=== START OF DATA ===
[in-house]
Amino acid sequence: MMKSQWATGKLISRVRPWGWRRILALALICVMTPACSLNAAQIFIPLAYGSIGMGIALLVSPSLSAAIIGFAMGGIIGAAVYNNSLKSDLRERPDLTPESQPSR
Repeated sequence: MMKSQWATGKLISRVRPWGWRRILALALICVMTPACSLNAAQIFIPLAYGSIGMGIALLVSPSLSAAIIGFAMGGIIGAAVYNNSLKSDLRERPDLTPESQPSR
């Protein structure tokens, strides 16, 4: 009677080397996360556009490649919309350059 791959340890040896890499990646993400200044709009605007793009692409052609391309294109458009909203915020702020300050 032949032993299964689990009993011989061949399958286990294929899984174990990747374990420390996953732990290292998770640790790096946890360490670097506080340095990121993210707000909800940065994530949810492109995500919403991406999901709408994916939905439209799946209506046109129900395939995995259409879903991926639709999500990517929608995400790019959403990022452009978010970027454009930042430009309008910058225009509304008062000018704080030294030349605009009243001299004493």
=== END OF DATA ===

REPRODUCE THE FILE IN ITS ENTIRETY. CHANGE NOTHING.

[in-house]
Amino acid sequence: MMKSQWATGKLISRVRPWGWRRILALALICVMTPACSLNAAQIFIPLAYGSIGMGIALLVSPSLSAAIIGFAMGGIIGAAVYNNSLKSDLRERPDLTPESQPSR
Repeated sequence: MMKSQWATGKLISRVRPWGWRRILALALICVMTPACSLNAAQIFIPLAYGSIGMGIALLVSPSLSAAIIGFAMGGIIGAAVYNNSLKSDLRERPDLTPESQPSR
């Protein structure tokens, strides 16, 4: 009677080397996360556009490649919309350059 791959340890040896890499990646993400200044709009605007793009692409052609391309294109458009909203915020702020300050 032949032993299964689990009993011989061949399958286990294929899984174990990747374990420390996953732990290292998770640790790096946890360490670097506080340095990121993210707000909800940065994530949810492109995500919403991406999901709408994916939905439209799946209506046109129900395939995995259409879903991926639709999500990517929608995400790019959403990022452009978010970027454009930042430009309008910058225009509304008062000018704080030294030349605009009243001299004493």